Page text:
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Distinct Neural Response to Visual Perspective and Body Size in the Extrastriate Body Area

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JournalBehavioural Brain Research
DateAccepted/In press - 26 Jun 2019
DateE-pub ahead of print - 27 Jun 2019
DatePublished (current) - 17 Oct 2019
Volume372
Number of pages11
Early online date27/06/19
Original languageEnglish

Abstract

Neuroimaging research has independently implicated the extrastriate body area (EBA) in distinguishing between different visual perspectives and morphologies of bodies within visual processing. However, the combined processing of these physical attributes towards neural EBA response remains unclear, and may be crucial in influencing higher-order, aesthetic evaluation of bodies. Indeed, EBA alterations amongst eating disorder patients have been associated with disturbances in body image, and disruption to EBA activity amongst healthy individuals shown to influence aesthetic evaluations made towards bodies. Therefore, the present study used images of slim and large female bodies viewed from egocentric and allocentric perspectives, to investigate neural EBA response in healthy females (N=30). In addition, participants provided behavioural aesthetic and weight evaluations of all model stimuli. Results revealed an interaction, bilaterally, between visual perspective and body size in EBA activity, with multi-voxel pattern analysis revealing distinct neural patterns between the four conditions. However, EBA activity did not relate to non-clinical eating disorder psychopathology. No direct relationship was found between EBA activity and behavioural evaluations of model stimuli; however, a whole brain analysis revealed that higher-order, prefrontal regions were associated with cognitive evaluations of large bodies. Taken together, our results suggest that the EBA is an integral core region in discriminating between multiple physical attributes of the body, which is likely to provide important information to higher-order brain regions which make aesthetic evaluations towards bodies.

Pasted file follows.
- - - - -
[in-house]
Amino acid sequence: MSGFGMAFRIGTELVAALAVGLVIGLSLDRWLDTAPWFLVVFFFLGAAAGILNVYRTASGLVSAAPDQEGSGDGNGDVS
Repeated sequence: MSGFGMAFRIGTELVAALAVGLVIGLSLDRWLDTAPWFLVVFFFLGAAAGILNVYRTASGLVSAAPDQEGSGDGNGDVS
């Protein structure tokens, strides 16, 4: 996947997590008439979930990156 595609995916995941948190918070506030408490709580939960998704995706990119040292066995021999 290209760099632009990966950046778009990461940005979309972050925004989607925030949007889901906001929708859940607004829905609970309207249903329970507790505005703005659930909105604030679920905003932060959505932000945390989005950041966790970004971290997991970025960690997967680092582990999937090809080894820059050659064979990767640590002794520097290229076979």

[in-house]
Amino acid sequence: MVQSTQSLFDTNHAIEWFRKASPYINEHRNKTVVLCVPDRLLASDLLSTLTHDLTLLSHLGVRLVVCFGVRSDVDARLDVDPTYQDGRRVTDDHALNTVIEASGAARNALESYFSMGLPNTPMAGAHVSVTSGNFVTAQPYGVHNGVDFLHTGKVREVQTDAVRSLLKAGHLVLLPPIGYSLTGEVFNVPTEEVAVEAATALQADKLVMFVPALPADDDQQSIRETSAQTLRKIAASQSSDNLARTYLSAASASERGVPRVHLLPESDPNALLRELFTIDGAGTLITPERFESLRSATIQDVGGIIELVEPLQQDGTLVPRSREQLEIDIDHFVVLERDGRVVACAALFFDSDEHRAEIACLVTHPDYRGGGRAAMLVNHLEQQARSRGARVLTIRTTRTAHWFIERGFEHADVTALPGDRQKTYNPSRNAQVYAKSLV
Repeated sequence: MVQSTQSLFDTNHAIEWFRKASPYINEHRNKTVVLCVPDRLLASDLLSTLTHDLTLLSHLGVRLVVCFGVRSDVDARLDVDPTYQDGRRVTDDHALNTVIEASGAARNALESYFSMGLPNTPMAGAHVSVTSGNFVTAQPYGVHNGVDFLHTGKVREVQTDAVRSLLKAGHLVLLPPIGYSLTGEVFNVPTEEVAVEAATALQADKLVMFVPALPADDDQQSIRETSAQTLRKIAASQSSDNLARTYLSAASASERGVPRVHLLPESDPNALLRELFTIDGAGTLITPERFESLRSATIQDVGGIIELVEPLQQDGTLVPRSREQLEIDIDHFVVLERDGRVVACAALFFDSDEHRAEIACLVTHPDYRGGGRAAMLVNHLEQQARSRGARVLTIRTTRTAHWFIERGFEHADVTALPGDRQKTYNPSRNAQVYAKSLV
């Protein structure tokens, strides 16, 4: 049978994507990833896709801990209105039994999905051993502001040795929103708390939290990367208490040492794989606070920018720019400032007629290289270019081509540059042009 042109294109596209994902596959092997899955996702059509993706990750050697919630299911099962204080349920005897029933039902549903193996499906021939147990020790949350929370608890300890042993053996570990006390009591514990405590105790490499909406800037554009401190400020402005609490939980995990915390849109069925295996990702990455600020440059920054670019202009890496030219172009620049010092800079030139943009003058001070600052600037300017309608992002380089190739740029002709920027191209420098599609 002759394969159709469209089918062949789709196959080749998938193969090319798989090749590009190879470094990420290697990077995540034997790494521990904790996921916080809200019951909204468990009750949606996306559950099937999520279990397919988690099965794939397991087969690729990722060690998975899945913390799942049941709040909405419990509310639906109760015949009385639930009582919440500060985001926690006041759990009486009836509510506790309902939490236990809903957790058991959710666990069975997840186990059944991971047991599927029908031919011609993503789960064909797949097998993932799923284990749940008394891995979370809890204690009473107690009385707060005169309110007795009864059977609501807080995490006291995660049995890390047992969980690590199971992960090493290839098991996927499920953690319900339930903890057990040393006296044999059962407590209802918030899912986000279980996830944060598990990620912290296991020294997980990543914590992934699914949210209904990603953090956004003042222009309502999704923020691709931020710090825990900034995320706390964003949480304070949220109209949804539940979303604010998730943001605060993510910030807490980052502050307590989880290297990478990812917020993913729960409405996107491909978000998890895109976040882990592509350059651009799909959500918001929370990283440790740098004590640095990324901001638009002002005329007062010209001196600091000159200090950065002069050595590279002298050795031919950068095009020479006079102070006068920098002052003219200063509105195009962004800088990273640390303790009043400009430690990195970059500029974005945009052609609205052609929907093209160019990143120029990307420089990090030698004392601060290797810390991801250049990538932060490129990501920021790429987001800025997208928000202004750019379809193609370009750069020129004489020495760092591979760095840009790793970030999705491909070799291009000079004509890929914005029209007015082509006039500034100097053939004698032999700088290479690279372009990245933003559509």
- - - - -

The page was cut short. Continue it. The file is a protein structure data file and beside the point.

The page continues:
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© 2019 Elsevier B.V. This is an author-produced version of the published paper. Uploaded in accordance with the publisher’s self-archiving policy

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